We both love competing so were absolutely buzzing as we got ready to warm up, both keen to get stuck in. We started with some mobility, running to get the metabolic system fired and then kits on for some Judo drills and warm up sparring. We were both a little quieter than normal as we started the drills, I felt sluggish, bloated and all round horrendous. “How you feeling” I said to Owen, “sick as f**k” he said! Laughing again we cracked on and got warm.
I clung on like hell and scraped through the first couple of fights, the thousands of British fans in the stadium going mental helped get me through. I literally felt like I was an inch from death! In the second fight I was down until the last 20 seconds, I had one thought along the lines of “shouldn’t have had that bast**d fry up as it felt like the fight was slipping away from me”! I kept the pressure on and put my Aussie opponent away in the dying exchange of the match.

Owen was lamping people. One of us would come back out of the tunnel from the stadium into the warm up room, we’d look at each other, give the thumbs up to say “yep, won that one”.
Next thing you know, 4 fights won each and were both in the final. It was announced that the final block of fights was going to be in 5 hours time as the BBC were broadcasting them live in the evening. That suited me perfectly. Judo weigh ins are done a little differently to the other weight controlled sports. We weigh in at 8pm the night before fighting, the tournament starting at 10am the next day. An hour before the competition begins 4 fighters are randomly weight checked and if they are not within 5% of the weight category then they are disqualified. For example, for me, fighting at 73kg, I would have to be 76.7kg or lighter the next morning if checked. This is to prevent MMA style cuts, putting 10 plus kilos back on after weigh in. So, for me, the long break up to the final was my first chance to get somewhere near fully replenished after the weight cut.
As the tv cameras were on us in the tunnel just before walking into the stadium for the final I felt my opponent look me up and down. I was massive, and I felt it. I felt so much better than I had earlier in the preliminaries. I kept myself calm but was completely alert as we walked out. I banged him for a big score in the first exchange and largely controlled the rest of the fight to win. Gold Medallist at the Commonwealth Games. 12 days before I was at a music festival.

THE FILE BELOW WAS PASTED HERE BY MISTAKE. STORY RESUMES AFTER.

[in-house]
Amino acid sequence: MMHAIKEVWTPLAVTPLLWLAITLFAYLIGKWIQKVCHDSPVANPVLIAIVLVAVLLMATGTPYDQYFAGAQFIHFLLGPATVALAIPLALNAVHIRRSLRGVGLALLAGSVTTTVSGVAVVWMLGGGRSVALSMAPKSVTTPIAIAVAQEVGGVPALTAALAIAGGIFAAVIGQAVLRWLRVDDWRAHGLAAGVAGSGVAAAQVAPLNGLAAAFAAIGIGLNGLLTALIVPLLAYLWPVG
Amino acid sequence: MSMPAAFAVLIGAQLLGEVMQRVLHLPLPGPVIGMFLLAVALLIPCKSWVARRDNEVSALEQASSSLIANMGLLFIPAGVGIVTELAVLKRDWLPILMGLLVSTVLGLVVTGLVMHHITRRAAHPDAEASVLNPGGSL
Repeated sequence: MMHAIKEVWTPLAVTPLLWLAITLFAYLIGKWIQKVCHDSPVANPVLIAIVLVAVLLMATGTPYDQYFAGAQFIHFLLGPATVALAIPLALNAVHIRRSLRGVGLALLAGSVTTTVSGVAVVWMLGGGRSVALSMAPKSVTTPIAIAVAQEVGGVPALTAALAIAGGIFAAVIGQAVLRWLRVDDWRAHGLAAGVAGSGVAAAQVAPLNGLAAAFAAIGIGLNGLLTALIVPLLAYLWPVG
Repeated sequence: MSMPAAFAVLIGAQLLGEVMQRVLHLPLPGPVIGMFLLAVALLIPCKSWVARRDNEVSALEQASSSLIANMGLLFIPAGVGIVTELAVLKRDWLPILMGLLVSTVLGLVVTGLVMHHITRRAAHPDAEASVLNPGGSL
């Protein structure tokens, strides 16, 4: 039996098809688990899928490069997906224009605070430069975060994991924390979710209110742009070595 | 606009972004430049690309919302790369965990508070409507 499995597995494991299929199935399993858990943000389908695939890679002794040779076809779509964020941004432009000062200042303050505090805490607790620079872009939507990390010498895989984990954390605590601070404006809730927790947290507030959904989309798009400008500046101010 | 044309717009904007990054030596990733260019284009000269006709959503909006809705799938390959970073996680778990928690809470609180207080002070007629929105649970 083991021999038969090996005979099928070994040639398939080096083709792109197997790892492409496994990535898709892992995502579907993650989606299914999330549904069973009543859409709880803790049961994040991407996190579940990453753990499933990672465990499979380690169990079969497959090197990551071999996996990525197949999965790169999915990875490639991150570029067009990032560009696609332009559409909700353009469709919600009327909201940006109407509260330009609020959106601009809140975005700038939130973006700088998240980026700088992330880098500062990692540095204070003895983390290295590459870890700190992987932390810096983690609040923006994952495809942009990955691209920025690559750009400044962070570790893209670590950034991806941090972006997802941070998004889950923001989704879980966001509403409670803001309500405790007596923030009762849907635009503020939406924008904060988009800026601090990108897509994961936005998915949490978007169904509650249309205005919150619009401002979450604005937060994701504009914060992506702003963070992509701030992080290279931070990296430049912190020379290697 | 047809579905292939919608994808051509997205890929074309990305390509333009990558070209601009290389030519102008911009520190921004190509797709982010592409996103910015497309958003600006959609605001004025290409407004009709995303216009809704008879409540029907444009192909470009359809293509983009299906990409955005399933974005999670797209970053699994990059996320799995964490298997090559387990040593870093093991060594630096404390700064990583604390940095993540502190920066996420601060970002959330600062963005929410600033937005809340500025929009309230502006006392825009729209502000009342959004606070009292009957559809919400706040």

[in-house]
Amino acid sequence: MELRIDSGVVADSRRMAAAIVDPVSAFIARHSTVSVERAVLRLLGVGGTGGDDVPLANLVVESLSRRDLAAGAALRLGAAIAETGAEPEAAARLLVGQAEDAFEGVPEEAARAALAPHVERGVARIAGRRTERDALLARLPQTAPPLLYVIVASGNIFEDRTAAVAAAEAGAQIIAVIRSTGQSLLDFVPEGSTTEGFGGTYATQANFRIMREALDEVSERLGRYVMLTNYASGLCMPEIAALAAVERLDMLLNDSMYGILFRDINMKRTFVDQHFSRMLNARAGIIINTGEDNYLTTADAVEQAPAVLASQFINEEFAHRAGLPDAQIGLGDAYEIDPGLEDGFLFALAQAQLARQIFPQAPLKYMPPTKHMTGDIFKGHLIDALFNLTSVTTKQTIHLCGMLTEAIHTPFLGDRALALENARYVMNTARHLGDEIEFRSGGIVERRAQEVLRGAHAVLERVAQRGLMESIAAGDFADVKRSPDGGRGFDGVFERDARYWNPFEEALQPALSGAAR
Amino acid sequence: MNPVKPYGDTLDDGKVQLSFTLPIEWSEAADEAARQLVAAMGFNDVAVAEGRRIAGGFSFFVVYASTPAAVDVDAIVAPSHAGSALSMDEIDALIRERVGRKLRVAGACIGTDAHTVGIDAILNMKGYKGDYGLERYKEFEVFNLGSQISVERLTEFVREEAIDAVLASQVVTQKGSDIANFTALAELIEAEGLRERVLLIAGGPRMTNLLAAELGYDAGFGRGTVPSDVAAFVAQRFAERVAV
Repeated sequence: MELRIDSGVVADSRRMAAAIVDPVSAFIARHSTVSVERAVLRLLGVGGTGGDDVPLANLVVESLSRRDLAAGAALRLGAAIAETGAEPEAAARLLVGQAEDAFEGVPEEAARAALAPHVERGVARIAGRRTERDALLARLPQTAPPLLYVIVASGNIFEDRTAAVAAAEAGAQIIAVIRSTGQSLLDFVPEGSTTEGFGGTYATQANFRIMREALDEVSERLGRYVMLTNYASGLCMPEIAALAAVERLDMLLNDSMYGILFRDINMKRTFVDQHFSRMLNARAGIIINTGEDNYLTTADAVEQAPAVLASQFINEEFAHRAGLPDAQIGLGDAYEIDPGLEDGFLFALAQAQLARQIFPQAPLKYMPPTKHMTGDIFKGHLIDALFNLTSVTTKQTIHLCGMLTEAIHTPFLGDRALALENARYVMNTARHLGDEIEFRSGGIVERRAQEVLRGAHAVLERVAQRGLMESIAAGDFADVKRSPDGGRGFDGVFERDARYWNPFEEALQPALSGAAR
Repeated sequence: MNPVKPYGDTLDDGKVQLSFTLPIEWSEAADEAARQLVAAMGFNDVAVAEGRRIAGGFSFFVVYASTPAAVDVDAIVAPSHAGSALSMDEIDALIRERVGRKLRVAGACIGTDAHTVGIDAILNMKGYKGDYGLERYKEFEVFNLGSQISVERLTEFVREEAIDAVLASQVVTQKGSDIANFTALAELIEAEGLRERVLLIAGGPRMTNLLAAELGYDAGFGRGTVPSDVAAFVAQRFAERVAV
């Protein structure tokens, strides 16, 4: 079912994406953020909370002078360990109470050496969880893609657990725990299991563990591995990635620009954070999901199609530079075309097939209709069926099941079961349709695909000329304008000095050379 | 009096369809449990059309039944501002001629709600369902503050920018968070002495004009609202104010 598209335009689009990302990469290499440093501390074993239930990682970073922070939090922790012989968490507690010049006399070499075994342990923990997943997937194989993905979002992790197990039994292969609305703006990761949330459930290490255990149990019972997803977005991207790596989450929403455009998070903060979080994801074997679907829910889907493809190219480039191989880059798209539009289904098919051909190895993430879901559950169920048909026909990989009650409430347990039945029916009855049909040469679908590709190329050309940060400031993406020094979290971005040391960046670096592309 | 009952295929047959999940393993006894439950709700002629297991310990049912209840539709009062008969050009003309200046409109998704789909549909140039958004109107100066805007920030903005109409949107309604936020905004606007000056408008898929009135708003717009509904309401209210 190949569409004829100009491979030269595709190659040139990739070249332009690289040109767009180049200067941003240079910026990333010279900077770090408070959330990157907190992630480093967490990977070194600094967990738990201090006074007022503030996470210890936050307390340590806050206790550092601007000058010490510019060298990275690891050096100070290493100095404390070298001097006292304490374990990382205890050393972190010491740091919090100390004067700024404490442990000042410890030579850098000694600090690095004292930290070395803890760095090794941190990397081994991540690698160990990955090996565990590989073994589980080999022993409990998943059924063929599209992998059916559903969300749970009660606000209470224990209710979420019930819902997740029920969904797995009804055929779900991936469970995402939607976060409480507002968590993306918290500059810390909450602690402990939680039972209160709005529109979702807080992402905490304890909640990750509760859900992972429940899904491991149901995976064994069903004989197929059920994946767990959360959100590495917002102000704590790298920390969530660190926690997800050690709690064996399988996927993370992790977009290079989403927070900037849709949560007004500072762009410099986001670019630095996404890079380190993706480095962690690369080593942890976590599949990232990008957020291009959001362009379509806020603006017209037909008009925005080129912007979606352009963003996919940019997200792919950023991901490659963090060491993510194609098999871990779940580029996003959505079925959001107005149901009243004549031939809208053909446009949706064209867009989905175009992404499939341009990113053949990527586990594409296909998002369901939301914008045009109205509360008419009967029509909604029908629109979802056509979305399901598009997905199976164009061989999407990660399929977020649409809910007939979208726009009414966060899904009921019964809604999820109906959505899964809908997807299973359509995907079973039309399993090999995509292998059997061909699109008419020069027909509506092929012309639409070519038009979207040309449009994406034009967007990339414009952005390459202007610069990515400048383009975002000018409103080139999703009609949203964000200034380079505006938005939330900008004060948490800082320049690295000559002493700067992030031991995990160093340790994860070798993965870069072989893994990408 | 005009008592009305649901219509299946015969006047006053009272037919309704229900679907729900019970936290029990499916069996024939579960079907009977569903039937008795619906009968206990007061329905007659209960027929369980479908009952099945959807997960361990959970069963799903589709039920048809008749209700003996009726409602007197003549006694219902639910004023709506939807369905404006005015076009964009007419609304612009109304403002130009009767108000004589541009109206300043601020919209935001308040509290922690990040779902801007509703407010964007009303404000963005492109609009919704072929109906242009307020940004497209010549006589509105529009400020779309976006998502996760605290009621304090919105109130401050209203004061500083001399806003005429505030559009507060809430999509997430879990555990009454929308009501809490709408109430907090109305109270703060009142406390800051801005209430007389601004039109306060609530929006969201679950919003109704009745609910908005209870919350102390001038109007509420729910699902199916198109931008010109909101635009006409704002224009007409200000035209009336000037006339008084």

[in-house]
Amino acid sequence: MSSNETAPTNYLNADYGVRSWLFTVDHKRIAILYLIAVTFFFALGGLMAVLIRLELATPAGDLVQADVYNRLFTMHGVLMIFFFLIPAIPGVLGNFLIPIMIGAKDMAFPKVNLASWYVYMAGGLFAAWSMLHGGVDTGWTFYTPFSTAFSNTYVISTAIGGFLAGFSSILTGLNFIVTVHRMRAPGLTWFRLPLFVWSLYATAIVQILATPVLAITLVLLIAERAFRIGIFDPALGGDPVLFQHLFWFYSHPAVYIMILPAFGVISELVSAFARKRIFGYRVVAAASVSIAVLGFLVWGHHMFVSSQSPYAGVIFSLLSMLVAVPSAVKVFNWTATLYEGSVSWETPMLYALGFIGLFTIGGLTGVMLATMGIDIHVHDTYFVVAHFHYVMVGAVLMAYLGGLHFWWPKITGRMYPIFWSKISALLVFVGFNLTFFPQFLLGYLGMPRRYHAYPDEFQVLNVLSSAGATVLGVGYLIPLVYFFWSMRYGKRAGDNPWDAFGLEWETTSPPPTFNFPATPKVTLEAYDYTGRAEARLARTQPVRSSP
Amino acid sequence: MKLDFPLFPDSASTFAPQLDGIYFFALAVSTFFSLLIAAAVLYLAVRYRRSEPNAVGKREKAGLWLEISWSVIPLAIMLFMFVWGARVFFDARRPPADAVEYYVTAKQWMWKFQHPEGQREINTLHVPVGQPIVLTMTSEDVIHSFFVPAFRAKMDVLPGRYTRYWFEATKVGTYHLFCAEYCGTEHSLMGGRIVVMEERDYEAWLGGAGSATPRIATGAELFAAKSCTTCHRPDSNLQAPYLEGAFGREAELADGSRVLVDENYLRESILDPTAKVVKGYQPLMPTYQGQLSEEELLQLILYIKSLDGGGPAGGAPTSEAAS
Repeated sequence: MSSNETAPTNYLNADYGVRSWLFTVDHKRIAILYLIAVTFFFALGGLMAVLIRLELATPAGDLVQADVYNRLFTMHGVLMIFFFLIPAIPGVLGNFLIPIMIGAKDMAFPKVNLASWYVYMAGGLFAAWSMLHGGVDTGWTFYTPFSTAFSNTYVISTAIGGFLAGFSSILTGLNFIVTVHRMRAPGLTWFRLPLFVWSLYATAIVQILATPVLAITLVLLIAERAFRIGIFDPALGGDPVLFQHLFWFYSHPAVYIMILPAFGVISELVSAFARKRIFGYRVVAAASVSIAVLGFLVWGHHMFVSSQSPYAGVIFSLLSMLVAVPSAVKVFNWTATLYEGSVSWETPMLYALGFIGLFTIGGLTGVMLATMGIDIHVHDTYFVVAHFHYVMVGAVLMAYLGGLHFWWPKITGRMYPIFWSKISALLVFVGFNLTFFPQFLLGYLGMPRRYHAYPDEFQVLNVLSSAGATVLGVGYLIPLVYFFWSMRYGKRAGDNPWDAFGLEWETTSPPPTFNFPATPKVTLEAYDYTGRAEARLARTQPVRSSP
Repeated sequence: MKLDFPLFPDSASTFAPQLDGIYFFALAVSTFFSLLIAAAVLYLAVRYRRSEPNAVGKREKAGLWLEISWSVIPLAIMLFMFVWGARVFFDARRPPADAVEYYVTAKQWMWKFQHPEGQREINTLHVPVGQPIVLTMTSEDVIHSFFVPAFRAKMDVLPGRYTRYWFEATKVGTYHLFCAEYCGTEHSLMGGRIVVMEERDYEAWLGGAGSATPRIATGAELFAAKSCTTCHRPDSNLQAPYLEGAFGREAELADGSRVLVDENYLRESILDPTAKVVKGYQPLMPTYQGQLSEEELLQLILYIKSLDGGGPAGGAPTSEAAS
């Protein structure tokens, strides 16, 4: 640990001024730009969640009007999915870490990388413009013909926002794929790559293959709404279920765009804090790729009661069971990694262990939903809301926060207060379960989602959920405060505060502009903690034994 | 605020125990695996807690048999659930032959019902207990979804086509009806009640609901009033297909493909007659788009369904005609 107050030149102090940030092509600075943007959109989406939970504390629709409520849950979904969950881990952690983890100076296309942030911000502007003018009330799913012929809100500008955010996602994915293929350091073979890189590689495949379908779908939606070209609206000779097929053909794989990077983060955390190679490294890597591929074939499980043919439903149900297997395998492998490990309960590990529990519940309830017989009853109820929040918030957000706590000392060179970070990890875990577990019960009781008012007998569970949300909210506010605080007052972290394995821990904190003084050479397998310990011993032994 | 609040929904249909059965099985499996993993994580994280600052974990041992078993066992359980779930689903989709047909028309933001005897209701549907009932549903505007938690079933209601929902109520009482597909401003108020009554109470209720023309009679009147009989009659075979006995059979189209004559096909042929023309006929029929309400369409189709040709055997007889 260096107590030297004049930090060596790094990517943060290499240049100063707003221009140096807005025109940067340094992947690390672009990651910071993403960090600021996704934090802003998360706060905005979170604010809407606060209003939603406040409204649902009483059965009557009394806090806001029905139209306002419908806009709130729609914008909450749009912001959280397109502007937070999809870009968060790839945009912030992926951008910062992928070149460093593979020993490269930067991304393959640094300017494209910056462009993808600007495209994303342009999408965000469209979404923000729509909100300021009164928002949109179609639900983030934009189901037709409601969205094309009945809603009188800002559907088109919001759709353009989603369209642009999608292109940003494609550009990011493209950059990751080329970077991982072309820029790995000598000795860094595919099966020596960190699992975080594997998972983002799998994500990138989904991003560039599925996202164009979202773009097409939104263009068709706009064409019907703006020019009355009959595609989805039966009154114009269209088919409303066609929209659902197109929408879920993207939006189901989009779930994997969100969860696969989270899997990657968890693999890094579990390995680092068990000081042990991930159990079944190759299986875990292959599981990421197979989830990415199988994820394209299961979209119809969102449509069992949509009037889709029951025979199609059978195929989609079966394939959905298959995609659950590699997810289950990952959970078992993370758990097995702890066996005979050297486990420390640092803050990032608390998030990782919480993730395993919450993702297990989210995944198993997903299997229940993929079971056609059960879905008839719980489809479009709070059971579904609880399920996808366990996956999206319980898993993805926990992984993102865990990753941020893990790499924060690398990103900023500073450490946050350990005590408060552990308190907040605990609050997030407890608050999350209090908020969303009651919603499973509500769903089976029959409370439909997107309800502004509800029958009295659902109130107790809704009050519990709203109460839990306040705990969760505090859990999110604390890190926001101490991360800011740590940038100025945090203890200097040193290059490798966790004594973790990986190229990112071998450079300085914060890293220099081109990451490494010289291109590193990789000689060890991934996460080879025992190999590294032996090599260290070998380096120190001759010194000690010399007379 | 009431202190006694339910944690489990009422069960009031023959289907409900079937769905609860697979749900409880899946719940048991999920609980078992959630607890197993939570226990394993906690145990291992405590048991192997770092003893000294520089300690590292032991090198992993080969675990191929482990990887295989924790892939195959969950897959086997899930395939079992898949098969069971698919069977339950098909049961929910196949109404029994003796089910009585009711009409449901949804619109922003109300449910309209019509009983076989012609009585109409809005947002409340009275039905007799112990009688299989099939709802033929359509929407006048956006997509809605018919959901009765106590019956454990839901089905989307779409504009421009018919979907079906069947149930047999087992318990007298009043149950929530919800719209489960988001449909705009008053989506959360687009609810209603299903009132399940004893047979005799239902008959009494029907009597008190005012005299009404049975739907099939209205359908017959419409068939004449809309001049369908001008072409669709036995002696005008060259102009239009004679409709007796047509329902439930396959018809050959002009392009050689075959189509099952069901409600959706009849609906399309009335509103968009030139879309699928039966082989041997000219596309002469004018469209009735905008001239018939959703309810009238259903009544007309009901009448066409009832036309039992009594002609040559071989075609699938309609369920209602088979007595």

Owen showed a lot of heart to edge passed a very experienced fighter in his final.
2 lads that lived together in a protacabin next to the Judo Club found themselves in a car on the way to the BBC headquarters to go live on British TV that night.
I don’t drink anymore but would get stuck in after tournaments back then. We were taken into a holding room at the BBC and told we weren’t going on set for a couple of hours. “Mate, I’ve starved myself for 2 weeks and you’re telling me that I’m stuck in here this evening” I said to the bloke that escorted us through the building, “don’t you worry lads, look, there’s a buffet down there……. and a free bar”. 2 hours later and we fell onto set. Not that you tell, actually, I watched it back and we came across very compos mentis. In actuality we were trying not to howl with laughter through the entire interview and just nudging each others leg like a pair of naughty schoolboys!

Whether anyone else has found this funny I’m unsure, I suppose most people probably think “you had a fried breakfast lads, not particularly rock n roll behaviour”. Like I said before Owen and I always ate well, researched nutrition and would regular weigh food, we both regularly comment (with a lot of laughter) on how horrific it made us feel. That was the first and last time I ever did anything like that. Lesson learned. That is why, though, however amazing the memories of the day are and winning the Commonwealth Games in front of our families were, every time Owen and I talk about it it is that bloody fry up that is mentioned first!
That is one of many amazing memories that I have made as a full time athlete, memories that I would not have if I’d not have taken a few “leaps of faith” and was still on the end of a plastering trowel.